It's why he's constantly evolving, and why his Patriots have reflected so many different philosophies despite having the same superstar quarterback for the past 12 seasons.
We are all aware of the Hoodie's meetings of the mind with Urban Meyer, and with former Belichick assistant Nick Saban.
Leave it to Teebs to know that tonight's is the 666th MNF game, and to tweet about it. Skip Bayless predicts that if Tebow takes over next week, he'll lead the Jets to a 7-4 finish and a playoff berth, all while summoning up the chutzpah to call himself "EXTREMELY OBJECTIVE" about Teebs (yes, in all caps).
Enjoy the game!
“They’d have two plays called, so they knew what they were gonna do on the next rep,” cornerback Tracy Porter said. “And we’d only have one play called, so we’d wait to get the other play from the sideline, and they’re already lined up. We adjusted, and we started going dual calls in the huddle, let us keep up with the pace of the game. But in the beginning, it did catch us off-guard.”
It's great the Broncos adjusted yesterday. Sure it is--when in Rome, do as the Romans do.
But how long did it take before the Broncos started acting like Romans? Let's hope it happened before the second half.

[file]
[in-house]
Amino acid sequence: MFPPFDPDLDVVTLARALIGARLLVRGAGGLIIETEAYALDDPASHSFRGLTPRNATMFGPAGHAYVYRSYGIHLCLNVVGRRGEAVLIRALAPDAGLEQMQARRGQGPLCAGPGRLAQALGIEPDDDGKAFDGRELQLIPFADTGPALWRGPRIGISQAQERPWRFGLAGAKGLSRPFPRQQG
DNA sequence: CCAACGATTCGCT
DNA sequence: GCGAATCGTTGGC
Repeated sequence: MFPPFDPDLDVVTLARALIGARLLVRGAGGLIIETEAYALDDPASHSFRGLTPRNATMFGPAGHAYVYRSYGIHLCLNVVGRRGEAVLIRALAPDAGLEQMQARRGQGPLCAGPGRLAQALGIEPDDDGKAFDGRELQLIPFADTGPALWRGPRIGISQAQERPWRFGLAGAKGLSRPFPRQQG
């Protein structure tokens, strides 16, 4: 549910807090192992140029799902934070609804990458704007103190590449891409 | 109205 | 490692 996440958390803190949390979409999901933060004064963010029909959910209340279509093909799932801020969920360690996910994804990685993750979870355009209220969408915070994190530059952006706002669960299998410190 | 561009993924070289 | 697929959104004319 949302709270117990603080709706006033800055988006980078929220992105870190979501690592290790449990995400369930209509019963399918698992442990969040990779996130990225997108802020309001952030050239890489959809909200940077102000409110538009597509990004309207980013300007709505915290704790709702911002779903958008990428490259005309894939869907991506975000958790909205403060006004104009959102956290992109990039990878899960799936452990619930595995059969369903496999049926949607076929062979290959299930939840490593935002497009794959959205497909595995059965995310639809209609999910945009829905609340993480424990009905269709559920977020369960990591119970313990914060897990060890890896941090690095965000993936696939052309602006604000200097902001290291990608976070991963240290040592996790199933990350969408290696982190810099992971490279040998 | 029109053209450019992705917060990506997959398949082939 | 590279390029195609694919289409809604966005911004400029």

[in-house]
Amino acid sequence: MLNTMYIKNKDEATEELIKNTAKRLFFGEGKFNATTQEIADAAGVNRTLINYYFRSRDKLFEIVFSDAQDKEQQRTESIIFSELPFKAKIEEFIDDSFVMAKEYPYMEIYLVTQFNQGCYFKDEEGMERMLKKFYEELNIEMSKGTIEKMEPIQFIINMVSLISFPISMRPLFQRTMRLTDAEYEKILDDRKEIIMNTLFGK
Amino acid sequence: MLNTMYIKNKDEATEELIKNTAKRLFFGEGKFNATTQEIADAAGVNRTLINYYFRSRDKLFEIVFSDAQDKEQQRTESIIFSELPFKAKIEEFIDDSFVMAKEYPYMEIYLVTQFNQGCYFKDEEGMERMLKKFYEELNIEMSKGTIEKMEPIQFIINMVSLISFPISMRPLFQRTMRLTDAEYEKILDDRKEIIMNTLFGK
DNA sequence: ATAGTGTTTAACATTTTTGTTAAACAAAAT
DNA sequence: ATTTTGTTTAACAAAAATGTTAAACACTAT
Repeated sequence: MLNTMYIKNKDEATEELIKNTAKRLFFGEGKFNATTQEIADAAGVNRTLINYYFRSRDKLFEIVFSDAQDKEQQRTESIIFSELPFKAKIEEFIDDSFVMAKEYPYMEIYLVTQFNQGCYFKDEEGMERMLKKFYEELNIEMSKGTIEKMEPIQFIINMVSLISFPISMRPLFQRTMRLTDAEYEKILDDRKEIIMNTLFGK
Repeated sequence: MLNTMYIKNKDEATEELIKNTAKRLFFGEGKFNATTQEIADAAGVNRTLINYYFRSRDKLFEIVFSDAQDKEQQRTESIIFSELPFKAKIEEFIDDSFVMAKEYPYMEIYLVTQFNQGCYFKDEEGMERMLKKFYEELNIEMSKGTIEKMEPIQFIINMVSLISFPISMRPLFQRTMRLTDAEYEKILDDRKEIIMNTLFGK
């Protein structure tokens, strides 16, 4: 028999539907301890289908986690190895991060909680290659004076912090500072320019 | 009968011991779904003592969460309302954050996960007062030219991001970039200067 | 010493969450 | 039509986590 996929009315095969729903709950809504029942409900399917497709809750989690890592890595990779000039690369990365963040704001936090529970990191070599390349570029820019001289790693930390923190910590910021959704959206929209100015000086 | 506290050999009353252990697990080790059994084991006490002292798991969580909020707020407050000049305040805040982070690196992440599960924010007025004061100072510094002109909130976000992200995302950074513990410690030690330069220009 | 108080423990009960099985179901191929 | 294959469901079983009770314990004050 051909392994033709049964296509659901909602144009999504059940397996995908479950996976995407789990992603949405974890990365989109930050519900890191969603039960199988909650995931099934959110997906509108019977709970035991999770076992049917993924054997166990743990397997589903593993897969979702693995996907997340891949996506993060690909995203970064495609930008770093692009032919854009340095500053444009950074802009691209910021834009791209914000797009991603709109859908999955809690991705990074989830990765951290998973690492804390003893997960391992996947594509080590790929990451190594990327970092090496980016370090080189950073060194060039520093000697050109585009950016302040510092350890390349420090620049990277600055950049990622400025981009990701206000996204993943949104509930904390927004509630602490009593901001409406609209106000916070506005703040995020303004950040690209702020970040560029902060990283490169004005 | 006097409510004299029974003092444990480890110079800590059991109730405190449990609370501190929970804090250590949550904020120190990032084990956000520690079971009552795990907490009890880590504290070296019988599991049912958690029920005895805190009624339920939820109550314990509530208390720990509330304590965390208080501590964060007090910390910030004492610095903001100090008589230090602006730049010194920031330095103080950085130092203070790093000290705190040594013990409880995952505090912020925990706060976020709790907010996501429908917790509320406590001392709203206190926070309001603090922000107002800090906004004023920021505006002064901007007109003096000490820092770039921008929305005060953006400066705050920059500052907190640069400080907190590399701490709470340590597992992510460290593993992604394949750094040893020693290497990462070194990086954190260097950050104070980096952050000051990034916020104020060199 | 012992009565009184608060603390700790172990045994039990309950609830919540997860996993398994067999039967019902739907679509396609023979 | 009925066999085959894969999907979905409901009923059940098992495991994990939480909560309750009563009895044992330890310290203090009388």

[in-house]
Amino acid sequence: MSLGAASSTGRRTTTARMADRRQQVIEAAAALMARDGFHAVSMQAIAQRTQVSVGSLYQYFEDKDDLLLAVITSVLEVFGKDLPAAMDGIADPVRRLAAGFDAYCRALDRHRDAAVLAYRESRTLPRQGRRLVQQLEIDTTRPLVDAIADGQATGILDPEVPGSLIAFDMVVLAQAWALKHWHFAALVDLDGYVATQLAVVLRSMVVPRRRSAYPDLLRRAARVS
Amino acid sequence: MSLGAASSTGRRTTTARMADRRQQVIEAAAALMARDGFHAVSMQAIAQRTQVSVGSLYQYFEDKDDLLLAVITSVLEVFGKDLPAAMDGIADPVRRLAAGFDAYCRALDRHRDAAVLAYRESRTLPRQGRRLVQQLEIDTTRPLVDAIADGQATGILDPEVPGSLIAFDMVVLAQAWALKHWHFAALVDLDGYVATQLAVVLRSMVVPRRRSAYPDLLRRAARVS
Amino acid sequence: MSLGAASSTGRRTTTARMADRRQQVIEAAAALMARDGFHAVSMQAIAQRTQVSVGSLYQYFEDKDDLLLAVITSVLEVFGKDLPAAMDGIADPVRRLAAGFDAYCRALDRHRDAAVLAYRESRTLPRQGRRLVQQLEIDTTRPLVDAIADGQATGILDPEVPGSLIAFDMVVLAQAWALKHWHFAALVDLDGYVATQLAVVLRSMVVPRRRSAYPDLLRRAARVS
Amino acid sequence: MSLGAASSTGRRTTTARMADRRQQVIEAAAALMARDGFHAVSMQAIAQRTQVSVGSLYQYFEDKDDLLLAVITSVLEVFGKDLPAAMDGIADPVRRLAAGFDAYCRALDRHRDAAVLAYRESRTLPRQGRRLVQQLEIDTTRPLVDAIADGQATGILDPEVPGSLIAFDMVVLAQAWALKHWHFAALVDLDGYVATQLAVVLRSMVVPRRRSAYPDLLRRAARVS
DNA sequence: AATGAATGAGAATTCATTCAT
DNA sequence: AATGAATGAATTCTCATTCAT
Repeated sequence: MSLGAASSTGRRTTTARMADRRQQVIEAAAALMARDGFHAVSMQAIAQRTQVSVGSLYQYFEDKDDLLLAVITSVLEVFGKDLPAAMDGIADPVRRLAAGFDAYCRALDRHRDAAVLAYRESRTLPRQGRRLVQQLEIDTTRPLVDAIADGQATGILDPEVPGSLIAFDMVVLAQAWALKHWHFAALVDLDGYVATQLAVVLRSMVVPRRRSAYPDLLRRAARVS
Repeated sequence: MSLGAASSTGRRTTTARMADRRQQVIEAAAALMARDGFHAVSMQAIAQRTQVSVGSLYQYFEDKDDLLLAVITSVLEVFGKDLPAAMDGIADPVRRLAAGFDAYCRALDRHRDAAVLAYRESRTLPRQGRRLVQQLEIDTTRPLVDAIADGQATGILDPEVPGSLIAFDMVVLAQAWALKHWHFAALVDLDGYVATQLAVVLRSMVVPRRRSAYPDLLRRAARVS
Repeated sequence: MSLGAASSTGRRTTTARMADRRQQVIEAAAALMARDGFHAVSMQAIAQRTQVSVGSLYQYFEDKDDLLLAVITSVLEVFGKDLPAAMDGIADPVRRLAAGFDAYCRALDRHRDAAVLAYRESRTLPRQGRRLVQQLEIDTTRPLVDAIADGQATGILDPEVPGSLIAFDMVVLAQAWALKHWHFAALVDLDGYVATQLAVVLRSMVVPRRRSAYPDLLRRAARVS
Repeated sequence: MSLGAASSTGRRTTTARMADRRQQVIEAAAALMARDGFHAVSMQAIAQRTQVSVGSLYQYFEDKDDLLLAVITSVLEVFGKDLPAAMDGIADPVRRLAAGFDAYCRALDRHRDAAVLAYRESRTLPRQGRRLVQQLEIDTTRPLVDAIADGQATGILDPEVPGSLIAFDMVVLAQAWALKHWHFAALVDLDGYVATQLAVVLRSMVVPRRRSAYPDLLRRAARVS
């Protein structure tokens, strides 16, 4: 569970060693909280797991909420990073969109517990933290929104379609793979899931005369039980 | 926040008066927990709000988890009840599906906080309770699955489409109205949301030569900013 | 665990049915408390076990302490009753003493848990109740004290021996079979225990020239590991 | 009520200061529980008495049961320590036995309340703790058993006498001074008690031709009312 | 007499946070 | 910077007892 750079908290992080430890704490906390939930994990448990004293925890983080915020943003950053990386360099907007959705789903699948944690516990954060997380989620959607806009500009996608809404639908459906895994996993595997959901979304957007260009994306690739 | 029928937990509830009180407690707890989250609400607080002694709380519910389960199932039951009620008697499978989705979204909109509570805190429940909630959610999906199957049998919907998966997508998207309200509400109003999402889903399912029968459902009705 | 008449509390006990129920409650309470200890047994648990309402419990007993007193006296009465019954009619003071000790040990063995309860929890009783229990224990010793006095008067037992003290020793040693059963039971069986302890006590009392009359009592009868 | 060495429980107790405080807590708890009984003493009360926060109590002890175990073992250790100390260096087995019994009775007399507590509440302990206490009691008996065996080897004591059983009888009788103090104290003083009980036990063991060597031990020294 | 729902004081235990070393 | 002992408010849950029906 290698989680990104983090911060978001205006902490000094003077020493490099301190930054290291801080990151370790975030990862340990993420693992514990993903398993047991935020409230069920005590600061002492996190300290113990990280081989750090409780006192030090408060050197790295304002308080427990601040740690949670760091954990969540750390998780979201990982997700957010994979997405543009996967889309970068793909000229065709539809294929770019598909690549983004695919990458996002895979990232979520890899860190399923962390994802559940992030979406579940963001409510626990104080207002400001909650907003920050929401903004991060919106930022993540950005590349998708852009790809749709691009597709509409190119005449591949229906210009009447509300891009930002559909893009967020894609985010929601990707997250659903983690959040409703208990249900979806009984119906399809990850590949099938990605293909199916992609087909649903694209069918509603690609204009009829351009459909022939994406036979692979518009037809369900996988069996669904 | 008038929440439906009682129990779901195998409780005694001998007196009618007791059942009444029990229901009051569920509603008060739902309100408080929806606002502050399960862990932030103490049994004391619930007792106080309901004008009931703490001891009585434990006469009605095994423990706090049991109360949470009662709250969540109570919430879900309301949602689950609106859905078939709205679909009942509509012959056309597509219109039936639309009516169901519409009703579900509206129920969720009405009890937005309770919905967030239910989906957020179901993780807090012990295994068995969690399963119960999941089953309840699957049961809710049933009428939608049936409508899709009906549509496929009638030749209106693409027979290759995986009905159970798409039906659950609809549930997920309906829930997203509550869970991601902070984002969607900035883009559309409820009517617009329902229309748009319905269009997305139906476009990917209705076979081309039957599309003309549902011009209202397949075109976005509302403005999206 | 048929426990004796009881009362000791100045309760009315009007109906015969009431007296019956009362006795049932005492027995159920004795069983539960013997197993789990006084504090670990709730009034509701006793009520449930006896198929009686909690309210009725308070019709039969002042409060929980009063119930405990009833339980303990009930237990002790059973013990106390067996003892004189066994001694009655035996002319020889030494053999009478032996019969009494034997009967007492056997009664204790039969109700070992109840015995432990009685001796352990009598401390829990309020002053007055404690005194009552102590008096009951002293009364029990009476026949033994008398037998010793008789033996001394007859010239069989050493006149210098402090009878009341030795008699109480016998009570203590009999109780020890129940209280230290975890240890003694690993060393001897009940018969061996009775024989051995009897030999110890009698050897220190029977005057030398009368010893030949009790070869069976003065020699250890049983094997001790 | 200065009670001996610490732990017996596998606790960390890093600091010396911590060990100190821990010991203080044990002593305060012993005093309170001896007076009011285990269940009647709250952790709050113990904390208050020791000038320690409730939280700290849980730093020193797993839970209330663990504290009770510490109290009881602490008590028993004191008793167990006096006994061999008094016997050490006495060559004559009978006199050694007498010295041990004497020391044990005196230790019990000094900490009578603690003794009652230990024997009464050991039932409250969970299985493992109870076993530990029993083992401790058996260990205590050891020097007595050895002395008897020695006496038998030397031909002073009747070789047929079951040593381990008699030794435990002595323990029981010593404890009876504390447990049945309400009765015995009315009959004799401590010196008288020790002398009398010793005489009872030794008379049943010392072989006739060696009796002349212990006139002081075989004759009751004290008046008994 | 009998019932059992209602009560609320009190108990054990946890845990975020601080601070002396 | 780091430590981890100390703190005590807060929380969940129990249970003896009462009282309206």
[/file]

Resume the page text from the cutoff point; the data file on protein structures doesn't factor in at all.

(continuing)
Happy Monday, friends. I’m going to give yesterday’s game a broadcast-angle review tonight, and another coach’s film review on Wednesday, but for today, I wanted to write a quick article about something that gets talked about frequently, but isn’t well-understood. Today’s topic will be the first-place schedule.
The best path to the playoffs in the NFL is in winning your division. Organizing in divisions is a true test of quality for a subset of teams, because for 14 of their 16 games, they play the same teams. Here is how an NFL schedule rubric lays out:
|Type of game||Number|
|Division home-and-home||6 games|
|Another division in same conference||4 games|
|Another division in the other conference||4 games|
|Teams from the other divisions in same conference with same finish||2 games|